Earlier this December, Bloomberg reported that the subscription music service of YouTube could launch as early as March 2018. However, that ongoing and unresolved negotiations with Universal Music Group and Sony Music Entertainment could stop that launch date from happening. However, Bloomberg currently reports that both music labels have signed on long-term agreements with YouTube.
The Universal and Sony contracts set royalty rates for music video rights holders and, more importantly, promise a much more aggressive policing of copyrighted songs that are user-uploaded. In May, Warner Music Group signed on a “shorter than usual” deal with YouTube an agreement that did not seem to meet the piracy-fighting expectations of Warner. With these agreements set in place, YouTube can now pursue its Spotify-like subscription service more fully, which will reportedly include content that are not available on the free service of YouTube.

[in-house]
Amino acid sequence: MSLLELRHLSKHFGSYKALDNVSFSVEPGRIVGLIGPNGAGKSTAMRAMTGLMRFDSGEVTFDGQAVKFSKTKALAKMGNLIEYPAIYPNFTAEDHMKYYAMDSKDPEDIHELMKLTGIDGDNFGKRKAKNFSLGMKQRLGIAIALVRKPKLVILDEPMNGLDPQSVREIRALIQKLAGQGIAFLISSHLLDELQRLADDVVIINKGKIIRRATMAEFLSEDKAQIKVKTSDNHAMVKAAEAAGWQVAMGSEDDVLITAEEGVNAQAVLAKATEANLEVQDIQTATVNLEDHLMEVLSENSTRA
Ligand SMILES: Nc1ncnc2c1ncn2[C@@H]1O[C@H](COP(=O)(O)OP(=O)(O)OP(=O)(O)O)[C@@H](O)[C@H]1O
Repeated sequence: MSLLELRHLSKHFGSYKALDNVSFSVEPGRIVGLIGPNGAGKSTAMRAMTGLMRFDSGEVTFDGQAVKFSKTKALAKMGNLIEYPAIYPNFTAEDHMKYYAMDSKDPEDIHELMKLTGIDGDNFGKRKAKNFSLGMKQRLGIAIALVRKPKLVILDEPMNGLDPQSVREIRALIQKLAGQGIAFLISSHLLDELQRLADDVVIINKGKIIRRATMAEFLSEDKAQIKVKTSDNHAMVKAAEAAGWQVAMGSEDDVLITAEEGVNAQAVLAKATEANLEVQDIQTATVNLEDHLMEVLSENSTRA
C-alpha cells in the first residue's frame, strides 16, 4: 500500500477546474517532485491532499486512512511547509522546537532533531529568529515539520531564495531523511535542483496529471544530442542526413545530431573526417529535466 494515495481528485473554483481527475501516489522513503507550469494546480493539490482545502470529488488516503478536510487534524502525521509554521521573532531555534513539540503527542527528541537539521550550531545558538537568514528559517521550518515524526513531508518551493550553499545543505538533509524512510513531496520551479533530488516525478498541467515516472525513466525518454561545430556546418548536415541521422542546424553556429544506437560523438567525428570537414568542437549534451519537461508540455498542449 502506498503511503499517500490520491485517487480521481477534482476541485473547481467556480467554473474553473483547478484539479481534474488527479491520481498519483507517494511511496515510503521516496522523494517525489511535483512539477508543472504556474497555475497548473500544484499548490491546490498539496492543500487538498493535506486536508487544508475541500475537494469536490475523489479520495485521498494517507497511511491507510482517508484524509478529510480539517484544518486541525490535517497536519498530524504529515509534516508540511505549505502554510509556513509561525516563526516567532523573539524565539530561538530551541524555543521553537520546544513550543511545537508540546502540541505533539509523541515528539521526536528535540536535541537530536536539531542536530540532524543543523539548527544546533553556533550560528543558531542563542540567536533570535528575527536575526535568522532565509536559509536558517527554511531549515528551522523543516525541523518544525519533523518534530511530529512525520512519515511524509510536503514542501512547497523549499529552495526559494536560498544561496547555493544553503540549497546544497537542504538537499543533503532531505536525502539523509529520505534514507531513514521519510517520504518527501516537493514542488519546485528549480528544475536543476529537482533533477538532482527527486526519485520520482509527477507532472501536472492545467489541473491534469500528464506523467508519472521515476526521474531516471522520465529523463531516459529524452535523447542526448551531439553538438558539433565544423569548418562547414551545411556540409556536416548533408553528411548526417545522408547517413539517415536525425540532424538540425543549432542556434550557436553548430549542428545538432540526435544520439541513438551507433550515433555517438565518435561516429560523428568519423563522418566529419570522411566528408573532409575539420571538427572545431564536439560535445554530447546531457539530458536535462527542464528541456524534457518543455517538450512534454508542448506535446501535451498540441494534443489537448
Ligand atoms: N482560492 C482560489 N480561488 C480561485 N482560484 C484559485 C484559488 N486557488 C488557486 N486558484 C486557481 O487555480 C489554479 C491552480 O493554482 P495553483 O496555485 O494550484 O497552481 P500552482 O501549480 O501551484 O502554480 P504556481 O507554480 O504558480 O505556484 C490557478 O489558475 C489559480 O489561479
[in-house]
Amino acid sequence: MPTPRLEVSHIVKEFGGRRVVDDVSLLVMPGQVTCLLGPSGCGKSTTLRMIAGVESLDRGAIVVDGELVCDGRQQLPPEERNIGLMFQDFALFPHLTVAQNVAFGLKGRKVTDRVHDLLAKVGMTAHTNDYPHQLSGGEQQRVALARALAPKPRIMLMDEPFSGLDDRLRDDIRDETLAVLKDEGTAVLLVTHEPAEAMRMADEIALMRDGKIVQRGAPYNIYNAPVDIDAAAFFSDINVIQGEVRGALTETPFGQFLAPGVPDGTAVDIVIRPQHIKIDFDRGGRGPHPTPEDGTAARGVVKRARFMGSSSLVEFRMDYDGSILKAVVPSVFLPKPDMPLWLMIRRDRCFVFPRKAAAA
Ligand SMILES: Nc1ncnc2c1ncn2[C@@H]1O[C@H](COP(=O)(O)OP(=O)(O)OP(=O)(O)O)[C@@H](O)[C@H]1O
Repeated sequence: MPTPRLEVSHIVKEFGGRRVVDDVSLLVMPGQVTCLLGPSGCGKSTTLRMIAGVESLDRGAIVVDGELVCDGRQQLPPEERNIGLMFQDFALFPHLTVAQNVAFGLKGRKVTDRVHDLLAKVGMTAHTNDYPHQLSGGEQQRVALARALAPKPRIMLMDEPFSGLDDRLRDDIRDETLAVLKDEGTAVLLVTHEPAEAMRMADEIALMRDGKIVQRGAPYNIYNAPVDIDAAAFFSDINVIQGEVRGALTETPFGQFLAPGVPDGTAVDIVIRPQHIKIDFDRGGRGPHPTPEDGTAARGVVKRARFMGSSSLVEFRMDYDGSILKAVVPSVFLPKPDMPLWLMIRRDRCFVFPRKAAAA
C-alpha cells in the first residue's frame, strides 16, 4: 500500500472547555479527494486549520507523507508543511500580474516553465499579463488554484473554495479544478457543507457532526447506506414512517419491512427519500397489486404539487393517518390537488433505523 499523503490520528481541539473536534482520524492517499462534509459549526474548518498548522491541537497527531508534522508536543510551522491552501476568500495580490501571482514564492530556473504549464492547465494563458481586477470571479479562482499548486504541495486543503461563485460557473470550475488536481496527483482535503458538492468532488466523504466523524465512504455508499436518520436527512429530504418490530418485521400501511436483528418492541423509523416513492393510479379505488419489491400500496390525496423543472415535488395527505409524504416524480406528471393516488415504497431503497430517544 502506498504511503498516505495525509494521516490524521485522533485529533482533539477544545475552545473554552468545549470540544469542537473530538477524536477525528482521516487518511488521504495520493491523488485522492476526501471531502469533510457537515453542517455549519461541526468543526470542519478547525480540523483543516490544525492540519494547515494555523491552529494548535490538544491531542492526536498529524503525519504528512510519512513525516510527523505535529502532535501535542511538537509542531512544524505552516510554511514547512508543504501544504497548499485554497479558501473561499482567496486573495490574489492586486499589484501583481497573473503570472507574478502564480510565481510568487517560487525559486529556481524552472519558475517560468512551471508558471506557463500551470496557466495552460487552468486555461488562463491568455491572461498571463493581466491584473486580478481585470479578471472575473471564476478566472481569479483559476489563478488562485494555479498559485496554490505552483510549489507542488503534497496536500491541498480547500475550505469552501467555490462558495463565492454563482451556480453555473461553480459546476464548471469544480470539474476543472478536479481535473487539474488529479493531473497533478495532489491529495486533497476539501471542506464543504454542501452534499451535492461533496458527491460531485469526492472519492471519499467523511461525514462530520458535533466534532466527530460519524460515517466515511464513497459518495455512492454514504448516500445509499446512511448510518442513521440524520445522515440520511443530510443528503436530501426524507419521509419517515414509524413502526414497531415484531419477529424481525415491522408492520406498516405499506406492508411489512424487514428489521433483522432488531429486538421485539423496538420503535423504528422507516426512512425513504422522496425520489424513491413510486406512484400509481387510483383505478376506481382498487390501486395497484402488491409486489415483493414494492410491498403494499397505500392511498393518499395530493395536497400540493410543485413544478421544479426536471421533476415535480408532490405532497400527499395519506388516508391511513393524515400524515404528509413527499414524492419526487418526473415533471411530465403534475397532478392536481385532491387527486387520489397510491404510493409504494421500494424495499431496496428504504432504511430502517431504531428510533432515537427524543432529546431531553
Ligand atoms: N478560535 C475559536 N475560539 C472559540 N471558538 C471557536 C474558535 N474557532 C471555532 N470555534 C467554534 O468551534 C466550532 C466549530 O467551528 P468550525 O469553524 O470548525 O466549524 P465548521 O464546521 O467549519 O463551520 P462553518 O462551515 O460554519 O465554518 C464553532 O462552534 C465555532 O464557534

Historically, YouTube has not historically gotten along well with the music industry, which considers that the site does not police misuse of copyrighted material adequately and has held back the growth of the industry. Also, while the agreement of Warner with YouTube was shorter-term than the usual to afford the firm “more options in the future,” it is not clear how long the contracts of Sony and Universal are for. However, if everything goes well going forward, users could have yet another music streaming service available on the market very soon.